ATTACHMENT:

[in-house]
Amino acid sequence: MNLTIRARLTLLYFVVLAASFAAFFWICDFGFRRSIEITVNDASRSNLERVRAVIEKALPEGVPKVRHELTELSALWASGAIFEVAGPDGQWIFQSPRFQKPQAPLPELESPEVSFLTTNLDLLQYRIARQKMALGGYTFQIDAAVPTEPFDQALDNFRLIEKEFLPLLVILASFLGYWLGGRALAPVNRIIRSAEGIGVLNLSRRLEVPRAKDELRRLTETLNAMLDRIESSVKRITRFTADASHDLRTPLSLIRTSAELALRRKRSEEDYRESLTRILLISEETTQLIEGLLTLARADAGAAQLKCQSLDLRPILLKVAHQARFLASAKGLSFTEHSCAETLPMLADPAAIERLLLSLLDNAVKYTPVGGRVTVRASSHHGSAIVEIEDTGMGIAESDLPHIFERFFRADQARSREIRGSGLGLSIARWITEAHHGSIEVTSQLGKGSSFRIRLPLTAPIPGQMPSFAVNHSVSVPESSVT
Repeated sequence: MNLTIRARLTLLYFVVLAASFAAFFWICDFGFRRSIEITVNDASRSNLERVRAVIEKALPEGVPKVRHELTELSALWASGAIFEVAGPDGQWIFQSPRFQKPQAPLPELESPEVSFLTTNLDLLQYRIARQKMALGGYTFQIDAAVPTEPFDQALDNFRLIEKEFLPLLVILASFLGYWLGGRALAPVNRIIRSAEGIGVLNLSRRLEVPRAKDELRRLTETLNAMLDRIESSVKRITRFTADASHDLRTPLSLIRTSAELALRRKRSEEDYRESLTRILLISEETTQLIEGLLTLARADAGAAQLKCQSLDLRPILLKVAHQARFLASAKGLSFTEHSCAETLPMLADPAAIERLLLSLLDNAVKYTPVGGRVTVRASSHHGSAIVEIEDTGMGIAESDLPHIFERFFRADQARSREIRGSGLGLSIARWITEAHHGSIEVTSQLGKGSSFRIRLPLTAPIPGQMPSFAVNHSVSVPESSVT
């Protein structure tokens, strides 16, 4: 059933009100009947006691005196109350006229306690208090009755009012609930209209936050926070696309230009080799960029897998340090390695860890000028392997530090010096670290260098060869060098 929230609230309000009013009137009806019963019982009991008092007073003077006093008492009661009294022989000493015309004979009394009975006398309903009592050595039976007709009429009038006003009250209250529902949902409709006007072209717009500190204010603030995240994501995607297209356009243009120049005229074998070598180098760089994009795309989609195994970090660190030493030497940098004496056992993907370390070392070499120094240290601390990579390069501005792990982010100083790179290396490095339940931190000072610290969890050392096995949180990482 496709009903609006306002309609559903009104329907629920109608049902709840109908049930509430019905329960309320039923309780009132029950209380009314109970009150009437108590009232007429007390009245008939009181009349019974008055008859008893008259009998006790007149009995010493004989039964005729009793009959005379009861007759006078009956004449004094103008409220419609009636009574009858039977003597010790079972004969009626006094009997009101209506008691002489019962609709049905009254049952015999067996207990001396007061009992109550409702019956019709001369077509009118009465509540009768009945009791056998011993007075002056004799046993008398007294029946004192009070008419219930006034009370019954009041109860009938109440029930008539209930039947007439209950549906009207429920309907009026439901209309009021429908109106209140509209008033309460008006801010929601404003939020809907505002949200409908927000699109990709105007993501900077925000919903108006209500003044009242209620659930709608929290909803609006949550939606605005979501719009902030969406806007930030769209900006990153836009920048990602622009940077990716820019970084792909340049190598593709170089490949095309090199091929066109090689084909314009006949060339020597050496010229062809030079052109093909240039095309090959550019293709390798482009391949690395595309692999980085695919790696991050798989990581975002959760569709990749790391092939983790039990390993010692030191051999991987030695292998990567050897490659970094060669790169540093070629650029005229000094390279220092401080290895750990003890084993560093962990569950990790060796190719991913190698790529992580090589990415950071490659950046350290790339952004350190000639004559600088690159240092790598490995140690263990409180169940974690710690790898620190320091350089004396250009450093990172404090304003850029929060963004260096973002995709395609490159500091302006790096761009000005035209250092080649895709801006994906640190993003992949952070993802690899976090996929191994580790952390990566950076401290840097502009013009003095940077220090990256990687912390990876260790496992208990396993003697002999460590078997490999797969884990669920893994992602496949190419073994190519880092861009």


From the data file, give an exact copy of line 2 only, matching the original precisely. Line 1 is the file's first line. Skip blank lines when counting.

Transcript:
Amino acid sequence: MNLTIRARLTLLYFVVLAASFAAFFWICDFGFRRSIEITVNDASRSNLERVRAVIEKALPEGVPKVRHELTELSALWASGAIFEVAGPDGQWIFQSPRFQKPQAPLPELESPEVSFLTTNLDLLQYRIARQKMALGGYTFQIDAAVPTEPFDQALDNFRLIEKEFLPLLVILASFLGYWLGGRALAPVNRIIRSAEGIGVLNLSRRLEVPRAKDELRRLTETLNAMLDRIESSVKRITRFTADASHDLRTPLSLIRTSAELALRRKRSEEDYRESLTRILLISEETTQLIEGLLTLARADAGAAQLKCQSLDLRPILLKVAHQARFLASAKGLSFTEHSCAETLPMLADPAAIERLLLSLLDNAVKYTPVGGRVTVRASSHHGSAIVEIEDTGMGIAESDLPHIFERFFRADQARSREIRGSGLGLSIARWITEAHHGSIEVTSQLGKGSSFRIRLPLTAPIPGQMPSFAVNHSVSVPESSVT